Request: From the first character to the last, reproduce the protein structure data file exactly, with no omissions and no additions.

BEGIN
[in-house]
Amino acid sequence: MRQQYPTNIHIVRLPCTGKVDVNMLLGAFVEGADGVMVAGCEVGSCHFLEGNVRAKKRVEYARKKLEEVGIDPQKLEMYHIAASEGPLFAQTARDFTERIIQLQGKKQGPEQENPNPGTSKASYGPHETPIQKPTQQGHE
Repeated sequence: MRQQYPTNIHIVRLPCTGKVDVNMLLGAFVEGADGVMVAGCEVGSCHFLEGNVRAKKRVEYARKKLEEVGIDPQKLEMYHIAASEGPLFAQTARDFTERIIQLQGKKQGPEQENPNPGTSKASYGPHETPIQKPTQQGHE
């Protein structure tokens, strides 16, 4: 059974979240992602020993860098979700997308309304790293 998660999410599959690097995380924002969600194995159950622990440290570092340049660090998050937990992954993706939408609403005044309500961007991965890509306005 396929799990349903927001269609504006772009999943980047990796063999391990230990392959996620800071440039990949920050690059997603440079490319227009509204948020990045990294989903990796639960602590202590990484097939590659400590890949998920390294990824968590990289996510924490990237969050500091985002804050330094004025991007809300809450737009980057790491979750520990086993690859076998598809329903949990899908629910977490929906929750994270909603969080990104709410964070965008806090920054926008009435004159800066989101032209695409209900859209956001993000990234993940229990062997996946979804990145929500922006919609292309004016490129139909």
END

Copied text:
[in-house]
Amino acid sequence: MRQQYPTNIHIVRLPCTGKVDVNMLLGAFVEGADGVMVAGCEVGSCHFLEGNVRAKKRVEYARKKLEEVGIDPQKLEMYHIAASEGPLFAQTARDFTERIIQLQGKKQGPEQENPNPGTSKASYGPHETPIQKPTQQGHE
Repeated sequence: MRQQYPTNIHIVRLPCTGKVDVNMLLGAFVEGADGVMVAGCEVGSCHFLEGNVRAKKRVEYARKKLEEVGIDPQKLEMYHIAASEGPLFAQTARDFTERIIQLQGKKQGPEQENPNPGTSKASYGPHETPIQKPTQQGHE
């Protein structure tokens, strides 16, 4: 059974979240992602020993860098979700997308309304790293 998660999410599959690097995380924002969600194995159950622990440290570092340049660090998050937990992954993706939408609403005044309500961007991965890509306005 396929799990349903927001269609504006772009999943980047990796063999391990230990392959996620800071440039990949920050690059997603440079490319227009509204948020990045990294989903990796639960602590202590990484097939590659400590890949998920390294990824968590990289996510924490990237969050500091985002804050330094004025991007809300809450737009980057790491979750520990086993690859076998598809329903949990899908629910977490929906929750994270909603969080990104709410964070965008806090920054926008009435004159800066989101032209695409209900859209956001993000990234993940229990062997996946979804990145929500922006919609292309004016490129139909």